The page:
Star Wars fatigue to impact planned spin-offs
The same way video once killed the radio star, Solo might’ve killed the Star Wars universe. Disney bought the property in 2012 for a whopping $4.05 billion, and has done a great job running it into the ground since its acquisition. The Last Jedi proved to be divisive, and Solo was a bona fide box office bomb. Only a few days ago we wondered about which studio would be responsible for superhero fatigue, but in the case of Star Wars fatigue it’s a much simpler answer. Disney owns it solely, and is causing the damage.
During a recent interview with Hollywood Reporter, Disney CEO Bob Iger admits the company has flooded the market, and audiences have not responded kindly:
I made the timing decision, and as I look back, I think the mistake that I made — I take the blame — was a little too much, too fast. You can expect some slowdown, but that doesn’t mean we’re not going to make films. J.J. [Abrams] is busy making [Episode] IX. We have creative entities, including [Game of Thrones creators David] Benioff and [D.B.] Weiss, who are developing sagas of their own, which we haven’t been specific about. And we are just at the point where we’re going to start making decisions about what comes next after J.J.’s. But I think we’re going to be a little bit more careful about volume and timing. And the buck stops here on that.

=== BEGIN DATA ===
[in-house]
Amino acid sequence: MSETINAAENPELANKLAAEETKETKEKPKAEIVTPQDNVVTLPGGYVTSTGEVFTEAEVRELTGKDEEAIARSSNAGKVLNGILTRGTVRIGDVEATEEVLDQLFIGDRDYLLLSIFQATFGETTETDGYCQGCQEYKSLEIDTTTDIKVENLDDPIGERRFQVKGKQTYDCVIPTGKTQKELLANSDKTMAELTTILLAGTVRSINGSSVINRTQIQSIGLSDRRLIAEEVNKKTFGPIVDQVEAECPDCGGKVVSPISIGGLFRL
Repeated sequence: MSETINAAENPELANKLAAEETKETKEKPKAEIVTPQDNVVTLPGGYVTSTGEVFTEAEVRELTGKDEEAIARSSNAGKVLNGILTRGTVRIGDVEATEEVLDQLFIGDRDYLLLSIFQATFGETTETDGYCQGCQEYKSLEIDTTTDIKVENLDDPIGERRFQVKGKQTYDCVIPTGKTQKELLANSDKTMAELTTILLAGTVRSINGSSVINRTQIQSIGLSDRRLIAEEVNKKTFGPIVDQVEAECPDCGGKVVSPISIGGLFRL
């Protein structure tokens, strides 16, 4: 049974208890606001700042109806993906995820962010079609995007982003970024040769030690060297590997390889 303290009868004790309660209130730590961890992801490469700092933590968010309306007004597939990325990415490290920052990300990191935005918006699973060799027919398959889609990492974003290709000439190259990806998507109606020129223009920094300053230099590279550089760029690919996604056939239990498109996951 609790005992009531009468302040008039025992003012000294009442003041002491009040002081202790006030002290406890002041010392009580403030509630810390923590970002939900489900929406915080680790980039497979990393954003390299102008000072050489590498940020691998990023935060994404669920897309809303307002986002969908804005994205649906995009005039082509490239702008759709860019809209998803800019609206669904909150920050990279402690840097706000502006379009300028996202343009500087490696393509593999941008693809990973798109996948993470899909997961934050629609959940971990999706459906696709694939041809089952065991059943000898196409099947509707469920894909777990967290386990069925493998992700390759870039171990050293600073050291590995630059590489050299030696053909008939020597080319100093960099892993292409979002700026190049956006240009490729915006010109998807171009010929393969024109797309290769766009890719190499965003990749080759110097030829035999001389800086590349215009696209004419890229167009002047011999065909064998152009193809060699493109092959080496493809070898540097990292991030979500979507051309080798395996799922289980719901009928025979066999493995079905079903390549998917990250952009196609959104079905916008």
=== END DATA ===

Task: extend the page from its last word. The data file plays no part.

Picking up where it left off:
So don’t worry nerds: more Star Wars movies ARE coming. Just don’t expect Disney to keep releasing one a year, as that strategy has backfired. We never wanted a Han Solo movie, but we are a bit miffed about the Obi-Wan Kenobi movie being – seemingly – dead. Beyond that we had some really good Star Wars spin-off ideas that might now never come to fruition. So much for retiring from blogging and coasting on producer paychecks.
What will happen to those spin-offs is still a bit up in the air. It seems that Disney will reconsider how they approach the film output of their series. We know the Disney streaming platform will have a show called The Mandalorian about bounty hunters (similar to Boba Fett) but perhaps the movie output will start moving into more creative directions. That means getting away from established characters and into uncharted territory.
The future of Star Wars is up in the air at the moment, and to be fair: that is much better than a barrage of spin-offs related to the original trilogy.
How do you feel about this? Upset that Star Wars: when Porgs meet Ewoks won’t happen? Let us know in the comments!